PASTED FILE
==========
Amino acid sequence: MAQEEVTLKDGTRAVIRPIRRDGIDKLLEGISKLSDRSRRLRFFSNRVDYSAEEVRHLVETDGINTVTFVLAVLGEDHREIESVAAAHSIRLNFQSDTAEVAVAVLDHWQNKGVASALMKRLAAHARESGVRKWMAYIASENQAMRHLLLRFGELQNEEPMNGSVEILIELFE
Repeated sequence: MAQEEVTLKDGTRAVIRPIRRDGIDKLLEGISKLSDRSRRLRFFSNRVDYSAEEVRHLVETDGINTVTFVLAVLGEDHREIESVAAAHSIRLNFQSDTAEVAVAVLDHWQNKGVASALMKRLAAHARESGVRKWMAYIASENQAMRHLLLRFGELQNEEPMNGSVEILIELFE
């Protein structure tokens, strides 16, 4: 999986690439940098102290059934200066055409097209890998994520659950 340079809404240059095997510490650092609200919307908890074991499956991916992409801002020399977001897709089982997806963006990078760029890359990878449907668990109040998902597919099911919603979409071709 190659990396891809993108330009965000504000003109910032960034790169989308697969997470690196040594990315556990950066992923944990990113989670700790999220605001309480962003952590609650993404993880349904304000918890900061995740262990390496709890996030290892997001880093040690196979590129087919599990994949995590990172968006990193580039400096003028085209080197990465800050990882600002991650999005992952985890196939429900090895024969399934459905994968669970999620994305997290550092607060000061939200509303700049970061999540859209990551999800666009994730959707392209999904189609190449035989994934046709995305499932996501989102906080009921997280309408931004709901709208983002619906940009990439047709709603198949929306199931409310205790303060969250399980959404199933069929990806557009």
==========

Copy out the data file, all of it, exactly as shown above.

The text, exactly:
Amino acid sequence: MAQEEVTLKDGTRAVIRPIRRDGIDKLLEGISKLSDRSRRLRFFSNRVDYSAEEVRHLVETDGINTVTFVLAVLGEDHREIESVAAAHSIRLNFQSDTAEVAVAVLDHWQNKGVASALMKRLAAHARESGVRKWMAYIASENQAMRHLLLRFGELQNEEPMNGSVEILIELFE
Repeated sequence: MAQEEVTLKDGTRAVIRPIRRDGIDKLLEGISKLSDRSRRLRFFSNRVDYSAEEVRHLVETDGINTVTFVLAVLGEDHREIESVAAAHSIRLNFQSDTAEVAVAVLDHWQNKGVASALMKRLAAHARESGVRKWMAYIASENQAMRHLLLRFGELQNEEPMNGSVEILIELFE
């Protein structure tokens, strides 16, 4: 999986690439940098102290059934200066055409097209890998994520659950 340079809404240059095997510490650092609200919307908890074991499956991916992409801002020399977001897709089982997806963006990078760029890359990878449907668990109040998902597919099911919603979409071709 190659990396891809993108330009965000504000003109910032960034790169989308697969997470690196040594990315556990950066992923944990990113989670700790999220605001309480962003952590609650993404993880349904304000918890900061995740262990390496709890996030290892997001880093040690196979590129087919599990994949995590990172968006990193580039400096003028085209080197990465800050990882600002991650999005992952985890196939429900090895024969399934459905994968669970999620994305997290550092607060000061939200509303700049970061999540859209990551999800666009994730959707392209999904189609190449035989994934046709995305499932996501989102906080009921997280309408931004709901709208983002619906940009990439047709709603198949929306199931409310205790303060969250399980959404199933069929990806557009």